Gregoria struggled to get the fire going to cook her family’s breakfast of roasted potatoes. She had been coughing day and night. She lit a bundle of small sticks and created a bed of coals to roast the little potatoes. The daily chore took her over an hour, and she was already exhausted before the sun had come up.

Her husband, Domingo, led the llamas and alpacas out of the stone corral to graze on the mountainside several miles away. In a few years their first-born child would be old enough to help take the animals out before running several miles down the mountain to attend school.

Domingo worried his wife had contracted the dreaded covid-19. Many people in their mountain region were sick with fever, cough, and exhaustion. The community leaders sent word of widespread respiratory illness to Bertha Ramirez, the representative of Heart Walk Foundation.

Bertha quickly recruited a medical team to take the long journey from Cuzco to the isolated Q‘ero mountain villages. The brave young professionals had to bring their own bedding and food to last a week as they examined and treated hundreds of sick people in the field.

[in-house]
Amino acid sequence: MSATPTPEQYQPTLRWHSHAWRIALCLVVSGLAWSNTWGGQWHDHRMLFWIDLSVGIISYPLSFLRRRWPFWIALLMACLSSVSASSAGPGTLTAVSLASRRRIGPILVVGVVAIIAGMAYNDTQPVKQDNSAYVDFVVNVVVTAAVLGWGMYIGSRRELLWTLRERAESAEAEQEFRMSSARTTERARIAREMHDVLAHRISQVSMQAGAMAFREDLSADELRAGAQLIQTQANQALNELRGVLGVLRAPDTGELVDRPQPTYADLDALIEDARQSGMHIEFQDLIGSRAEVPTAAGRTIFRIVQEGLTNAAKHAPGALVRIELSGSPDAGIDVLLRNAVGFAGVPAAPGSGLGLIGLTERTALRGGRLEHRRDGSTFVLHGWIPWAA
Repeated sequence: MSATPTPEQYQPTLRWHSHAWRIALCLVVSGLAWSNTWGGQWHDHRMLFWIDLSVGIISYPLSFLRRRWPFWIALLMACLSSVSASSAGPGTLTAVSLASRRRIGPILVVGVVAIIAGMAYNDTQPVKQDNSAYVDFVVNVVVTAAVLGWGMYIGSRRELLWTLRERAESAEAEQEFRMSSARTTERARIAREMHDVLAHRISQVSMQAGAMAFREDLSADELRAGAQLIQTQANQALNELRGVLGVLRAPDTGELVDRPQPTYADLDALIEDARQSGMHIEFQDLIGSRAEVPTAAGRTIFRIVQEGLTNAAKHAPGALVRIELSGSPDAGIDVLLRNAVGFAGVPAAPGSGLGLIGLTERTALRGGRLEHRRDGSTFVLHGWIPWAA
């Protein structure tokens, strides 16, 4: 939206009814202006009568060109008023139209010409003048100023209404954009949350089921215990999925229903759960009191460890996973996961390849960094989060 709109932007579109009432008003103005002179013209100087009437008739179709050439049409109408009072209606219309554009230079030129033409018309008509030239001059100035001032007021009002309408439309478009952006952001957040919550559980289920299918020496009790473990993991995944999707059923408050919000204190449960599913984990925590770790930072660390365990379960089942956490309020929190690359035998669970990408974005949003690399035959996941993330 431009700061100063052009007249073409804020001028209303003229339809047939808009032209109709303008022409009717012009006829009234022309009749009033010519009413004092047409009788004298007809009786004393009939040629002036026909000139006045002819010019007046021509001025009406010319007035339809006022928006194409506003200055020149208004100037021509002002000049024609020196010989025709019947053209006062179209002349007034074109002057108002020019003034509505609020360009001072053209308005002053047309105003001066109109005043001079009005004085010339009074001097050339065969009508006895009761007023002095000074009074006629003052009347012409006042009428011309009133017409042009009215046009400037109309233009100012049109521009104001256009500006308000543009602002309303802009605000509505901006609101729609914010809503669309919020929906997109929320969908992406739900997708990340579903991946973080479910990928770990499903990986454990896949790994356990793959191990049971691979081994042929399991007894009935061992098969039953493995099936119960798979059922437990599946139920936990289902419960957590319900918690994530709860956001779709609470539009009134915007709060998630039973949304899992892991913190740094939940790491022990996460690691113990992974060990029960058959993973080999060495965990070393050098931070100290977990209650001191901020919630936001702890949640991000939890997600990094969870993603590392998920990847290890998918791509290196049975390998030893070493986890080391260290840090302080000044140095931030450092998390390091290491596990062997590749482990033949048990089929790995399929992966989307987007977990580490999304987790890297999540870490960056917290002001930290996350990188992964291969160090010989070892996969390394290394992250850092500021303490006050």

The medics used covid rapid tests to assess hundreds of villagers. Gregoria and Domingo tested positive. Almost everyone tested positive. Fortunately, there were no life-threatening cases at the time. To date, we have not heard of any covid-related deaths in the villages we serve.

Providing medical services in the remote villages is an endeavor of love in action that always proves challenging. The medics had to be very careful to protect themselves from infection. The dentist could only give antibiotics because extractions of infected teeth would be too dangerous for him and others.

covid relief

A heavy snow fell during the third night of the medical expedition. The visiting medics were unable to trek to the last two villages in the region and were compelled to return to Cusco, a full day away.

covid and q'ero

Weather and geography present constant barriers to providing basic human services in the remote Q’ero region. But — with your support — we will not be deterred. We continue our commitment to bring medical and educational services to Gregoria, Domingo, and all the Q’ero people in the Hapu and Quico regions.

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